The T&T Manufacturers’ Association (TTMA) is calling on shipping lines to justify a 12 per cent increase in Terminal Handling Charges (THC) which stakeholders of the port and the business community must pay from September. In a statement yesterday, the TTMA said that it “understands that one shipping line, CMA CGM has notified members of a 12 per cent increase in the THC from US$169 to US$189, effective from September 1.” The statement pointed out that the increase was the second in six months and that several other shipping lines had advised that increases in the charges will be implemented. Terminal handling charges (THC) are fees collected by shipping lines to cover the cost of loading or unloading containers on to ships from the container terminals and from the ship to the container terminal. In a statement, TTMA said: “These increases add to cost of inputs into manufacturing which will affect the cost of finished products, and this will likely be passed on to the consumers. This places our manufacturers in an uncompetitive position not only in the local market but also in the export markets.”
In the statement, the TTMA added that the fee increase will have a negative impact on imported goods as well and will add to the rising cost of doing business in T&T. The TTMA said the increased costs would lead to a decline in the demand for products manufactured in T&T, which would lead to declines in production levels. The manufacturers called on the shipping lines to re-think the decision to impose the increase in light of the negative impact it will have on the manufacturing sector. TTMA director, Paul Quesnel said between March and August there were increases in the bunker surcharge and the terminal handling charge and that these increases were impacting on the competitiveness of manufacturers. Quesnel said manufacturers now have to pay more to export their product.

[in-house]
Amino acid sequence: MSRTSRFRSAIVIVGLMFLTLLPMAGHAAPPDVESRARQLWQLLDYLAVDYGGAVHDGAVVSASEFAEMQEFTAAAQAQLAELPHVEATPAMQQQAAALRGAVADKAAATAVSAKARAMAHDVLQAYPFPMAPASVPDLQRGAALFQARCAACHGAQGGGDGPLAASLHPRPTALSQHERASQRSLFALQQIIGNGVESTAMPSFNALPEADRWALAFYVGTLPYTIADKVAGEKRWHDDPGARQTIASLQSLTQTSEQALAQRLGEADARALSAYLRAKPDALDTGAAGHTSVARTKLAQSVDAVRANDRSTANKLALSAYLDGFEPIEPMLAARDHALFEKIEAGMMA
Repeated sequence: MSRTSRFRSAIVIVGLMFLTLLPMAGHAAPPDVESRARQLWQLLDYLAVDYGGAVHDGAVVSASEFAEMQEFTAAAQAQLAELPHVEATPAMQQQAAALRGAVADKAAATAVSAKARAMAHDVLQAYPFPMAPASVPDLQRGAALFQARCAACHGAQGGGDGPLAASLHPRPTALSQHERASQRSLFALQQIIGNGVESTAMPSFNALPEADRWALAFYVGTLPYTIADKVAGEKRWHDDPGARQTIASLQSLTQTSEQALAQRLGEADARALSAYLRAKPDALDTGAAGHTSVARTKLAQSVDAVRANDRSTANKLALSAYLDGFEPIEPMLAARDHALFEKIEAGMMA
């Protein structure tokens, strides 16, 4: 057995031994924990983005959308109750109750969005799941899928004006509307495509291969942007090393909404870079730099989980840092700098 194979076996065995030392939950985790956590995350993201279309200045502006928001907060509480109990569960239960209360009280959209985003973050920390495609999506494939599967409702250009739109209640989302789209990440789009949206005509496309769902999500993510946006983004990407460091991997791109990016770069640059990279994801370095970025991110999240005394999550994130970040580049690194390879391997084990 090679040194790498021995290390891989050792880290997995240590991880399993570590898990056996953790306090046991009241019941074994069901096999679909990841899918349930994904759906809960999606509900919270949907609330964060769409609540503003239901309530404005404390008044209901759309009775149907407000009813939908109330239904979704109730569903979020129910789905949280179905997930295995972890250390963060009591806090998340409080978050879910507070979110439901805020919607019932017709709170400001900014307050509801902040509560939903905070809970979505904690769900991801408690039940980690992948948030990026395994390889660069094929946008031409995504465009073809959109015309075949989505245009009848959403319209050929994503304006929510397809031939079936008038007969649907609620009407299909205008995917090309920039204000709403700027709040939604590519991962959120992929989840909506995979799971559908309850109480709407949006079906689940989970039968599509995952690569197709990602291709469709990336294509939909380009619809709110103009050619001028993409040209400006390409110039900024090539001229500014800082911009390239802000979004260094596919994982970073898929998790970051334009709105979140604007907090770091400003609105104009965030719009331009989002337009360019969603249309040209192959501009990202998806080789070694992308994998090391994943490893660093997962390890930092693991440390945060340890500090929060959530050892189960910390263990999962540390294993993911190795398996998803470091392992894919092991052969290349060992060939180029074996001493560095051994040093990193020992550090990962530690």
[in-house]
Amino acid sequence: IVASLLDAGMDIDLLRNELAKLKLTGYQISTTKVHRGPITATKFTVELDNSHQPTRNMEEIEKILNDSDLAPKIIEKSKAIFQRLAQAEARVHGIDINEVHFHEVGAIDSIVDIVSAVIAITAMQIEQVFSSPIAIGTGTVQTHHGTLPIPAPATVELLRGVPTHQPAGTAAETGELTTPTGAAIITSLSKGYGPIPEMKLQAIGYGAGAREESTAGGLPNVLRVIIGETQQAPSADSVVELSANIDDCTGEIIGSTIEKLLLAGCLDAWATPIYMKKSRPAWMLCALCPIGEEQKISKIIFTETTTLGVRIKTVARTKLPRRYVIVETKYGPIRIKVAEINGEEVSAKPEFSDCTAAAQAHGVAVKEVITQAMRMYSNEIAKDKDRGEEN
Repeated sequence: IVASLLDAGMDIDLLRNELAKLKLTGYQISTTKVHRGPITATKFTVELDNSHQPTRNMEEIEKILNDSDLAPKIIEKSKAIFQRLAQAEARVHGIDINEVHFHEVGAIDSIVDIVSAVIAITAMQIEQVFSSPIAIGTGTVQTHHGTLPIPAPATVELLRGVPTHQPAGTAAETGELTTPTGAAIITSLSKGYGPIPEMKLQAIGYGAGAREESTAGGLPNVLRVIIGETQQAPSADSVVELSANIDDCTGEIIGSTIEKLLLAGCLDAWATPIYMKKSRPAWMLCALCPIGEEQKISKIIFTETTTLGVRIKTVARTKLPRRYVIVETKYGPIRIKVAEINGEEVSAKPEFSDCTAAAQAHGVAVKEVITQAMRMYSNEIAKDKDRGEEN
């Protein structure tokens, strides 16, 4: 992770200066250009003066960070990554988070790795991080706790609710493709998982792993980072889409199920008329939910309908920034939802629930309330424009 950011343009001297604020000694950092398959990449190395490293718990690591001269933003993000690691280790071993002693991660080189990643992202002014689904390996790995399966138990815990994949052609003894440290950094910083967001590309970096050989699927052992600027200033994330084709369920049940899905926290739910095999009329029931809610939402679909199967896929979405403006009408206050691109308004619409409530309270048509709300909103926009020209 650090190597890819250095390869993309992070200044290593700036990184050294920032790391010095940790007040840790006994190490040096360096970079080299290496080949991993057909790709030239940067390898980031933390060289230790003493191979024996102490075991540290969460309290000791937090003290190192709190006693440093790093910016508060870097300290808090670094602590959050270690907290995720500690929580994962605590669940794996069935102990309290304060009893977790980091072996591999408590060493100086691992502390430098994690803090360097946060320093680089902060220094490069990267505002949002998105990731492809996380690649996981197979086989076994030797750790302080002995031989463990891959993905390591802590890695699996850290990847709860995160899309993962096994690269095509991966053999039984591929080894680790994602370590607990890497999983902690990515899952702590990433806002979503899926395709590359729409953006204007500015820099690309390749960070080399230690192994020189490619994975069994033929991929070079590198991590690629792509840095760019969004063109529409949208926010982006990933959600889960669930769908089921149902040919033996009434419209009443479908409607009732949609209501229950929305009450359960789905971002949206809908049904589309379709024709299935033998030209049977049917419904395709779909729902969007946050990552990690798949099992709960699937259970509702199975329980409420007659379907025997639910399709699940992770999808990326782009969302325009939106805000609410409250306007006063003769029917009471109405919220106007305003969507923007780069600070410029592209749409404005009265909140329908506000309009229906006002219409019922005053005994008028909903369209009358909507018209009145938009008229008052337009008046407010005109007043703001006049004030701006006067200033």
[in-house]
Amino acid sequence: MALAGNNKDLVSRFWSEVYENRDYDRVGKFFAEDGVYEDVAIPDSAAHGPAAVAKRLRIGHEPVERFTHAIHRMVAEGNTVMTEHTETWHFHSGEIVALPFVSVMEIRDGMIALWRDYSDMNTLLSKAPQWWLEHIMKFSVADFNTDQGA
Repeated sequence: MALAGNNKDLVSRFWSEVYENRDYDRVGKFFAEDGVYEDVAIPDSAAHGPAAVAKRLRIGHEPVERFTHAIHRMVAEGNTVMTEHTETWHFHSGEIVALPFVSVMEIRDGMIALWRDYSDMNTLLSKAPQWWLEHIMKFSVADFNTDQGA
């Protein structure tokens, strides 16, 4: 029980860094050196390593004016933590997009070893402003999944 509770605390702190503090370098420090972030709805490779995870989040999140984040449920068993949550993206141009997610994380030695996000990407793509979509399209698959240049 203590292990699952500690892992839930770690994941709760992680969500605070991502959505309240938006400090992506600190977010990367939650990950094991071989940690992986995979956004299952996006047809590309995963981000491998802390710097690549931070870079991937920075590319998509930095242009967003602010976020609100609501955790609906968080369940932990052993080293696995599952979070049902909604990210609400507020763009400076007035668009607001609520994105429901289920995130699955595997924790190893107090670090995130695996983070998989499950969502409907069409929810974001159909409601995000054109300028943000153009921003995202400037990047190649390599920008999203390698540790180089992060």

Quesnel reiterated that shipping lines should explain to the business community the reason for the frequent increase in charges. Describing the frequent increases as “alarming” he said the business community understands the cost of doing business must increase but not as often. Meanwhile, Colin Lucas, general manager at the Port of Port-of-Spain (PPOS), said no tariffs have been increased at the port but PPOS is “certainly considering an increase. Inflation has eroded our buying power.” He added PPOS has been “holding off” on increasing charges at the port but may increase those charges soon. He could not say when. The TTMA and the Shipping Association of T&T plan to host a forum on shipping and logistics on September 12 to talk about the issues affecting trade.